Matching items from searches are shown in the Search Results pane. Use double-click to open an item or right-click for more options – just like Everything
Scoutbot runs in the background looking for both new and changed files automatically.
My Picks is a section dedicated to showcasing files you’ve recently opened using Ava Find. But you can drag-and-drop files in this section.
Ava Find is also a powerful tool for searching files on Windows 10, but the only caveat is advanced features are locked. You’re better off using Everything in this case.
Searching files on Windows 10 without Using Third-party tools
Microsoft has worked hard to spoil the ease in searching for files on Windows. But it doesn’t mean it’s a must you should use third-party tools.
Here are different ways to search for files on Windows;
3. Using The Start Menu
Although Microsoft decided to prioritize what Bing says while searching for items in the start menu, it’s still one of the easiest ways to look up files and folders. I loved the early versions of Windows 10 since it allowed one to search for local items using the “My Stuff” button.
Things have changed since, and now Windows 10 searches for files both offline and online. You can currently disable the online search option by disabling Cortana, but this process is quite tedious.
Although the online searching option might be irritating, it’s handy when someone has lots of documents stored in different locations, including online in OneDrive.
To ensure better clarity, use the available filters located above. You can choose to only search for Apps, Documents, folders, photos, music, and more. This should streamline your search to ensure more clarity in results. If you wish to search on the internet only, choose Web.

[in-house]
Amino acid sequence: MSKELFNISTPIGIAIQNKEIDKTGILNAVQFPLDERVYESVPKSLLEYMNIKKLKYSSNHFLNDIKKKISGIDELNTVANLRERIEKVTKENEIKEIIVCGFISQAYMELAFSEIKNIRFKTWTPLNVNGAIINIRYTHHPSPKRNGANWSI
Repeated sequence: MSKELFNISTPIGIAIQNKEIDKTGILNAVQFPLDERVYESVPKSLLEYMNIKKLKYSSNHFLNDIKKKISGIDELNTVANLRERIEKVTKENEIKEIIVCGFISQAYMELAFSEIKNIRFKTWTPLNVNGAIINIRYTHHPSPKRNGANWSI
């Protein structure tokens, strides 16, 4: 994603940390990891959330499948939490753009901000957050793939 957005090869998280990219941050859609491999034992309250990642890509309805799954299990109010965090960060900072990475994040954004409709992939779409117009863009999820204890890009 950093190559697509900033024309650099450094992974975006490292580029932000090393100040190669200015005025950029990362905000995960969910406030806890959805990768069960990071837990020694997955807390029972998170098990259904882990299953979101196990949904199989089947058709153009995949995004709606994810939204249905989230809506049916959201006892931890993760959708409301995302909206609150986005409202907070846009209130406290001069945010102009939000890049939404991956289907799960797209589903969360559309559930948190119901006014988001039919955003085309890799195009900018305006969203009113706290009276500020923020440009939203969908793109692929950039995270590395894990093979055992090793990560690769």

Default options will search for anything, from folders and different file types online and offline on your local storage.
The only bummer with using the start menu or Cortana to search for things is that only those in indexed locations will show up.
Sadly, that means you may fail to see a file show up in the search bar, yet it’s available on your PC. In this case, using the previously mentioned third-party tools is way better.
However, you can also choose folders indexed by Windows 10, which will work in your favor (we’ll get to how you can do that in a few).
4. Using the File Explorer
Using Window 10’s file explorer is not the best way, but it’s better than nothing. But using it can be handy, especially when you’re sure where a particular file or folder is located. If it’s your local C drive, open the file explorer, head into Disk C, and search from the search bar at the top.
Using the file explorer, you can also use filters to narrow down your search.
You can filter files by their kind, including anything from tasks, calendar, video, playlist, game, folder, to name a few.
There’s also an option to filter your search depending on file and folder size and other properties.
File explorer also tries to show real-time results. However, the speed at which results are displayed will depend on various factors like the number of files available on that disc or folder and even how fast your Windows machine is.
But like using the Start Menu or Cortana, only indexed files and folders will show up.
To force Windows 10 to index more files and folders, use the available Advanced Options button included at the top.
Click Advanced Options and select Change Indexed Locations. Windows 10 will take you to a page where you can select what you want to be indexed and what shouldn’t be indexed while you search in the File Explorer as well as from the Start Menu.